Get Real, Get Reasonable
My first reaction to your October 7 headline, “School Board to Adopt $19-Plus Million Bond: Future Tax Increase 5.75-7.5%”, is: are these people out of their minds?
I, for one, am quite tired of the Rye City Board of Education thinking they are somehow exempt from the reality of the current economic crisis. Show me the cuts – what staffing positions can be reduced or cut? Cut back on administration; share positions with other districts. How many kids are in each class? How many Advanced Placement classes are offered below the minimum class size? (We all know many of these courses are offered just to boost district rankings.) It appears the Science & Technology sections are doing quite well – ranked 38.
I, for one, have had to make serious cuts to my personal budget and can no longer afford many things. Why is the school district exempt from making hard choices too? Not on my dime. I vote with a BIG FAT NO and will do whatever I can to get others to do the same.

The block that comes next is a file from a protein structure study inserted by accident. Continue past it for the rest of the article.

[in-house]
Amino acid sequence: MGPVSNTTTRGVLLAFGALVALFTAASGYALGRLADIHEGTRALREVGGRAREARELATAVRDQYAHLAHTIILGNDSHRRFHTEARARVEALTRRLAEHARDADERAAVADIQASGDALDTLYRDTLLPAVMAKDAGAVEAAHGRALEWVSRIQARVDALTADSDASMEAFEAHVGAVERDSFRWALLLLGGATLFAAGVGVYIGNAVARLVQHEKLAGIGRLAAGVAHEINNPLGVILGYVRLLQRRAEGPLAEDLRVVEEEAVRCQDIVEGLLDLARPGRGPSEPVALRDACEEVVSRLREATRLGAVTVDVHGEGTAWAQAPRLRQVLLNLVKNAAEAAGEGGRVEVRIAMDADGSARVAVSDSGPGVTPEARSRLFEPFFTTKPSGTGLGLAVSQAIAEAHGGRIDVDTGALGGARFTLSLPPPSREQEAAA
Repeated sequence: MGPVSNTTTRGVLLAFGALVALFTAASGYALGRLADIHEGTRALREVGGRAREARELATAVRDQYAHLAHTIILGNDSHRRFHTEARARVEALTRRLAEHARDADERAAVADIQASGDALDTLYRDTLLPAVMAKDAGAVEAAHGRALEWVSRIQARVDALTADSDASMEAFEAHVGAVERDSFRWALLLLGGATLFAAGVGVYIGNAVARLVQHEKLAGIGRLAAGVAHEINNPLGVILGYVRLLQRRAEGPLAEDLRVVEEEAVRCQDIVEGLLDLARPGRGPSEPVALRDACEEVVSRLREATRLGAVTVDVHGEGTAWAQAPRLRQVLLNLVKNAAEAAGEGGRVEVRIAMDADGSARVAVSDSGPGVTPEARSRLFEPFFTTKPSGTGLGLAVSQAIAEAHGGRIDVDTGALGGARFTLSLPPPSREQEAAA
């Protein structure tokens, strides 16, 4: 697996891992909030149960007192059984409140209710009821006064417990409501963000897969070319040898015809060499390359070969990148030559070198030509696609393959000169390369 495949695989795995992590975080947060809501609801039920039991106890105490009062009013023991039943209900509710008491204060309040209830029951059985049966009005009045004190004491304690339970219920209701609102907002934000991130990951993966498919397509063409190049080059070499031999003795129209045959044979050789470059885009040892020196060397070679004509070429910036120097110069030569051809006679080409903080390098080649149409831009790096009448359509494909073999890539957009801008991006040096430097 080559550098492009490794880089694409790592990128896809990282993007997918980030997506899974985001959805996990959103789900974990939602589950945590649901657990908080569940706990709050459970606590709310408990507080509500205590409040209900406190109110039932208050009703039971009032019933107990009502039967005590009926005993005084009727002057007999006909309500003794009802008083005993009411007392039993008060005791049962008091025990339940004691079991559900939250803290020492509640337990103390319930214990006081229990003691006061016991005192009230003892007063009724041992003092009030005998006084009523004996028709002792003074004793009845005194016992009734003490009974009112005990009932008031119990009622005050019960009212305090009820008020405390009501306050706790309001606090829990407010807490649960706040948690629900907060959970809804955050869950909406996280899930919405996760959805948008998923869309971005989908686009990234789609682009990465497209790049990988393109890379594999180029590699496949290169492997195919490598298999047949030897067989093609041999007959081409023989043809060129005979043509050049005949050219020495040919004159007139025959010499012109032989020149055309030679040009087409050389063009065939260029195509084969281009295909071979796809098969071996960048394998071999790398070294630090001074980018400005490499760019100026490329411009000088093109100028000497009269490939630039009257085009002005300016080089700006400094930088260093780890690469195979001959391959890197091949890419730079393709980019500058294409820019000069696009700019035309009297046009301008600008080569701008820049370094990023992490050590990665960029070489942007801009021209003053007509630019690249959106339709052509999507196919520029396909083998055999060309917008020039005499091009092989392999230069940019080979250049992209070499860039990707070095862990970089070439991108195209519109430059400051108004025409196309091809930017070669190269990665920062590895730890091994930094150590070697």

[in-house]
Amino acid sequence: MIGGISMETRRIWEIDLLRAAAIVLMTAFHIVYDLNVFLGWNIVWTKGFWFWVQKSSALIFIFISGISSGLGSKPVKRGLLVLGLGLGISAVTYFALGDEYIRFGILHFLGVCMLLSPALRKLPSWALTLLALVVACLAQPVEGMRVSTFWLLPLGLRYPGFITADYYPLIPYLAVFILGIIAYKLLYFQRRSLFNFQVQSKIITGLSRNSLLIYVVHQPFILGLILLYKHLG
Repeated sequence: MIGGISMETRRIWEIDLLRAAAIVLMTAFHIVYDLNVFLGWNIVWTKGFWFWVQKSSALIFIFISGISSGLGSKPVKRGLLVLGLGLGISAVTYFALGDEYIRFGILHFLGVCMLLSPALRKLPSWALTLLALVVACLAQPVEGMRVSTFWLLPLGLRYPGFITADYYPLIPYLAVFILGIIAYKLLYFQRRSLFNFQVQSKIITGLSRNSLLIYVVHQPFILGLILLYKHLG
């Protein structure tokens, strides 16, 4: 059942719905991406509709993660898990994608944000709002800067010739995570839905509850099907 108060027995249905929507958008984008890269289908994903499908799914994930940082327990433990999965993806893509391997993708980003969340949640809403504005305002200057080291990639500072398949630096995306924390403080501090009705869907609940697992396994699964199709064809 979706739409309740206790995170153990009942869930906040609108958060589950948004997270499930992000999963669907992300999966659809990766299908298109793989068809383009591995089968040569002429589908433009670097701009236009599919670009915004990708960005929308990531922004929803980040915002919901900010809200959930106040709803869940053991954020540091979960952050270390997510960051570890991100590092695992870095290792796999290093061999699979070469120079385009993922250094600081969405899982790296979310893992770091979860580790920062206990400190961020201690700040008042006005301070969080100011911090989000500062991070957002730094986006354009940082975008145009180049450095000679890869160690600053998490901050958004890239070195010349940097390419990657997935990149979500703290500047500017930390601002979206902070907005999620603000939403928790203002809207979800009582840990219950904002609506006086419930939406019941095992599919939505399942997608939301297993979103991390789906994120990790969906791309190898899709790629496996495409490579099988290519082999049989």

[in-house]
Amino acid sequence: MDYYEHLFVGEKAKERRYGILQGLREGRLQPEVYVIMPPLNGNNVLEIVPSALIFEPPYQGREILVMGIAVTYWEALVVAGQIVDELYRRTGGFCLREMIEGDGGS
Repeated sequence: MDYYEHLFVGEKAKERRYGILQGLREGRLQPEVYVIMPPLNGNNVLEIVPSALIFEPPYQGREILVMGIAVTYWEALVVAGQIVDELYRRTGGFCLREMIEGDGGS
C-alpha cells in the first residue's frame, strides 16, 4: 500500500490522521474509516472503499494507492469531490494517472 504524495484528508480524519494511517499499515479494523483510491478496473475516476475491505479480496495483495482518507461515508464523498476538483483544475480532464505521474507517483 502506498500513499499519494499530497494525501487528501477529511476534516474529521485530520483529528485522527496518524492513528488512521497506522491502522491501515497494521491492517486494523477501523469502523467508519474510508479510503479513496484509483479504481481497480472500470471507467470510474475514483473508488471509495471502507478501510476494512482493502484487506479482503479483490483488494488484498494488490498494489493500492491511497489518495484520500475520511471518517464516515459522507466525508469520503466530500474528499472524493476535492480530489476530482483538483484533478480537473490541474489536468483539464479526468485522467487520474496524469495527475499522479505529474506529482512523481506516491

Get real, get reasonable!
My Neighbor, the Councilman
I have been a resident of Rye for more than 40 years and have raised my children here. As a result of my husband’s active involvement as District Leader in the local Democratic Party, I have had the opportunity to see many politicians come and go – some of whom did not have any real enthusiasm for the job they were doing.
As such, I would like to take this opportunity to recognize my neighbor, Joe Sack, as a politician who is a tremendous asset to this community. First, Joe’s conviction and determination to do what he believes is right is clearly demonstrated by his conduct at Rye City Council meetings, which I often observe on TV. Joe is the one who is always engaged, asks the right questions, and consistently stands up for the right thing, even when the majority of others disagree.